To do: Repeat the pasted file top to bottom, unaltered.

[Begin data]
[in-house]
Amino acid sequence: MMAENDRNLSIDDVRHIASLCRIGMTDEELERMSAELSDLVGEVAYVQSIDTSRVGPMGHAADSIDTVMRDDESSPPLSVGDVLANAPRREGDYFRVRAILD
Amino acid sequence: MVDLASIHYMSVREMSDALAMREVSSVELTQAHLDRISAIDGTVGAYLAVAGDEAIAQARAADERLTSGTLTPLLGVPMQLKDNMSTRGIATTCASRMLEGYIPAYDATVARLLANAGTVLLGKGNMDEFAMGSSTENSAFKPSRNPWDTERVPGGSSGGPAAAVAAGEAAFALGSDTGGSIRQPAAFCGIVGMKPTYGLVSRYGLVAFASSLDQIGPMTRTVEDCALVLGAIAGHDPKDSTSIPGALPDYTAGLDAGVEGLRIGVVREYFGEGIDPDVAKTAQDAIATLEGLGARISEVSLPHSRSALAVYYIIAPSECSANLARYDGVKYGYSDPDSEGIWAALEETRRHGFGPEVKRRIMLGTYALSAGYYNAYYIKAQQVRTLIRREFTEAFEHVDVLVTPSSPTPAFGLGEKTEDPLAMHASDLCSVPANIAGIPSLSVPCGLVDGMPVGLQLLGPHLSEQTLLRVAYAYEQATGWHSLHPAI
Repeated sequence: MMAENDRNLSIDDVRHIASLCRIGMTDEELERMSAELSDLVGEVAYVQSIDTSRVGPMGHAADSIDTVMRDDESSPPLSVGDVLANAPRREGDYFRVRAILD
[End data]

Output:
[in-house]
Amino acid sequence: MMAENDRNLSIDDVRHIASLCRIGMTDEELERMSAELSDLVGEVAYVQSIDTSRVGPMGHAADSIDTVMRDDESSPPLSVGDVLANAPRREGDYFRVRAILD
Amino acid sequence: MVDLASIHYMSVREMSDALAMREVSSVELTQAHLDRISAIDGTVGAYLAVAGDEAIAQARAADERLTSGTLTPLLGVPMQLKDNMSTRGIATTCASRMLEGYIPAYDATVARLLANAGTVLLGKGNMDEFAMGSSTENSAFKPSRNPWDTERVPGGSSGGPAAAVAAGEAAFALGSDTGGSIRQPAAFCGIVGMKPTYGLVSRYGLVAFASSLDQIGPMTRTVEDCALVLGAIAGHDPKDSTSIPGALPDYTAGLDAGVEGLRIGVVREYFGEGIDPDVAKTAQDAIATLEGLGARISEVSLPHSRSALAVYYIIAPSECSANLARYDGVKYGYSDPDSEGIWAALEETRRHGFGPEVKRRIMLGTYALSAGYYNAYYIKAQQVRTLIRREFTEAFEHVDVLVTPSSPTPAFGLGEKTEDPLAMHASDLCSVPANIAGIPSLSVPCGLVDGMPVGLQLLGPHLSEQTLLRVAYAYEQATGWHSLHPAI
Repeated sequence: MMAENDRNLSIDDVRHIASLCRIGMTDEELERMSAELSDLVGEVAYVQSIDTSRVGPMGHAADSIDTVMRDDESSPPLSVGDVLANAPRREGDYFRVRAILD